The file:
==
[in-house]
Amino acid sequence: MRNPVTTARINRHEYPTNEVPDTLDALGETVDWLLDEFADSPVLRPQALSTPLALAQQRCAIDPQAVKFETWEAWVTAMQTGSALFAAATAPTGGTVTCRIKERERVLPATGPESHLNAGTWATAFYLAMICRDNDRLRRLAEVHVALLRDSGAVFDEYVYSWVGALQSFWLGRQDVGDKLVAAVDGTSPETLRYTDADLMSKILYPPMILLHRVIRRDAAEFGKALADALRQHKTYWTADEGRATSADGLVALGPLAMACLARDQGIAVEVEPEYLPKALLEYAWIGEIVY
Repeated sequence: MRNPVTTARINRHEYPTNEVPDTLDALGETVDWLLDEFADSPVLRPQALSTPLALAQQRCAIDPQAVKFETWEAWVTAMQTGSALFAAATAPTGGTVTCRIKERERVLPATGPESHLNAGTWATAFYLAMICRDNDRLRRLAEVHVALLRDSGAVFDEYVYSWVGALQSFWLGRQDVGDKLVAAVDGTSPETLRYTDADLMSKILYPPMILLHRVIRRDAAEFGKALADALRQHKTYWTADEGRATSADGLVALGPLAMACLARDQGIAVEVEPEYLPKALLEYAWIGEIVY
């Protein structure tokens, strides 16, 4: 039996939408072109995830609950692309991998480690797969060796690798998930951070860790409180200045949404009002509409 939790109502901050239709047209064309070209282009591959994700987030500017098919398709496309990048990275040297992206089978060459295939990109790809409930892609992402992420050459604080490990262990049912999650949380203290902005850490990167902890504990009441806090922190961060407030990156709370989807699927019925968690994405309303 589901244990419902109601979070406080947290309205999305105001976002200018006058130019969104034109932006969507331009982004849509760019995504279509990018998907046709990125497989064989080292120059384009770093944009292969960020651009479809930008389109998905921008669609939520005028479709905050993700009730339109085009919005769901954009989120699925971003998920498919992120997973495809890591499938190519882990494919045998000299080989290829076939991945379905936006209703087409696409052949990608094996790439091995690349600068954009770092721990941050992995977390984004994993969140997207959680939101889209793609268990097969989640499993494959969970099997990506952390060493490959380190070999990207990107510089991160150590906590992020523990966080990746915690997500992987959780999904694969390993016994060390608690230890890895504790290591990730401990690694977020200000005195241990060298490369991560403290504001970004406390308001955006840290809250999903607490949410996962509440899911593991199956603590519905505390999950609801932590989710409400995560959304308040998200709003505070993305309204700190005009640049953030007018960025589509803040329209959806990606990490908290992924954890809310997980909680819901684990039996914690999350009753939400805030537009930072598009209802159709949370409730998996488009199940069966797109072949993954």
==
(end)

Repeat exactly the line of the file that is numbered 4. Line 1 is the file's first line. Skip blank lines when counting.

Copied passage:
């Protein structure tokens, strides 16, 4: 039996939408072109995830609950692309991998480690797969060796690798998930951070860790409180200045949404009002509409 939790109502901050239709047209064309070209282009591959994700987030500017098919398709496309990048990275040297992206089978060459295939990109790809409930892609992402992420050459604080490990262990049912999650949380203290902005850490990167902890504990009441806090922190961060407030990156709370989807699927019925968690994405309303 589901244990419902109601979070406080947290309205999305105001976002200018006058130019969104034109932006969507331009982004849509760019995504279509990018998907046709990125497989064989080292120059384009770093944009292969960020651009479809930008389109998905921008669609939520005028479709905050993700009730339109085009919005769901954009989120699925971003998920498919992120997973495809890591499938190519882990494919045998000299080989290829076939991945379905936006209703087409696409052949990608094996790439091995690349600068954009770092721990941050992995977390984004994993969140997207959680939101889209793609268990097969989640499993494959969970099997990506952390060493490959380190070999990207990107510089991160150590906590992020523990966080990746915690997500992987959780999904694969390993016994060390608690230890890895504790290591990730401990690694977020200000005195241990060298490369991560403290504001970004406390308001955006840290809250999903607490949410996962509440899911593991199956603590519905505390999950609801932590989710409400995560959304308040998200709003505070993305309204700190005009640049953030007018960025589509803040329209959806990606990490908290992924954890809310997980909680819901684990039996914690999350009753939400805030537009930072598009209802159709949370409730998996488009199940069966797109072949993954």